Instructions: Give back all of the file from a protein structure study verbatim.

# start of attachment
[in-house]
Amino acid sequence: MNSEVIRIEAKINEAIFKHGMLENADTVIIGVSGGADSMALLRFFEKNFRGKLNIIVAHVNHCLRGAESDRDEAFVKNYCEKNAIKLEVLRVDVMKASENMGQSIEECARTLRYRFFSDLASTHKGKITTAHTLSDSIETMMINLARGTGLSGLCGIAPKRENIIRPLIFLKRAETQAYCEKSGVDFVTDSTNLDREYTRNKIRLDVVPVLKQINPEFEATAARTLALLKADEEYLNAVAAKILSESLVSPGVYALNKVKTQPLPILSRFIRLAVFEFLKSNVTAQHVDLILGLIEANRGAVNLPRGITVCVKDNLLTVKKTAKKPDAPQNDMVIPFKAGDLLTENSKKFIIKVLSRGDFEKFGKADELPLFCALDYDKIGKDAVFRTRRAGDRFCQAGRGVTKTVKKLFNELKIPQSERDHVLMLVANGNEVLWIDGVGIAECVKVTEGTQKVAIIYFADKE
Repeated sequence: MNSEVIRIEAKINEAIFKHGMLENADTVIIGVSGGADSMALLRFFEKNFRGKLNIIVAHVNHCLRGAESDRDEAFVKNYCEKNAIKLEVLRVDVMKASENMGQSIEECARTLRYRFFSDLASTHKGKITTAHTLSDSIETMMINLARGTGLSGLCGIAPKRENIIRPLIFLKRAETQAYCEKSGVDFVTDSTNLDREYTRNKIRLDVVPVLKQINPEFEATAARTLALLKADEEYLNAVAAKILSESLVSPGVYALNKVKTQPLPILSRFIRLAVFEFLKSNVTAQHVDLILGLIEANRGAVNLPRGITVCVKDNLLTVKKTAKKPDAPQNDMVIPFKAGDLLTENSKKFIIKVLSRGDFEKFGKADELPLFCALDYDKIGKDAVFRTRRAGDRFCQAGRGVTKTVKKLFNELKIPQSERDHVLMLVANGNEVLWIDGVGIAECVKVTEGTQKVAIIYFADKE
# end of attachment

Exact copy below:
[in-house]
Amino acid sequence: MNSEVIRIEAKINEAIFKHGMLENADTVIIGVSGGADSMALLRFFEKNFRGKLNIIVAHVNHCLRGAESDRDEAFVKNYCEKNAIKLEVLRVDVMKASENMGQSIEECARTLRYRFFSDLASTHKGKITTAHTLSDSIETMMINLARGTGLSGLCGIAPKRENIIRPLIFLKRAETQAYCEKSGVDFVTDSTNLDREYTRNKIRLDVVPVLKQINPEFEATAARTLALLKADEEYLNAVAAKILSESLVSPGVYALNKVKTQPLPILSRFIRLAVFEFLKSNVTAQHVDLILGLIEANRGAVNLPRGITVCVKDNLLTVKKTAKKPDAPQNDMVIPFKAGDLLTENSKKFIIKVLSRGDFEKFGKADELPLFCALDYDKIGKDAVFRTRRAGDRFCQAGRGVTKTVKKLFNELKIPQSERDHVLMLVANGNEVLWIDGVGIAECVKVTEGTQKVAIIYFADKE
Repeated sequence: MNSEVIRIEAKINEAIFKHGMLENADTVIIGVSGGADSMALLRFFEKNFRGKLNIIVAHVNHCLRGAESDRDEAFVKNYCEKNAIKLEVLRVDVMKASENMGQSIEECARTLRYRFFSDLASTHKGKITTAHTLSDSIETMMINLARGTGLSGLCGIAPKRENIIRPLIFLKRAETQAYCEKSGVDFVTDSTNLDREYTRNKIRLDVVPVLKQINPEFEATAARTLALLKADEEYLNAVAAKILSESLVSPGVYALNKVKTQPLPILSRFIRLAVFEFLKSNVTAQHVDLILGLIEANRGAVNLPRGITVCVKDNLLTVKKTAKKPDAPQNDMVIPFKAGDLLTENSKKFIIKVLSRGDFEKFGKADELPLFCALDYDKIGKDAVFRTRRAGDRFCQAGRGVTKTVKKLFNELKIPQSERDHVLMLVANGNEVLWIDGVGIAECVKVTEGTQKVAIIYFADKE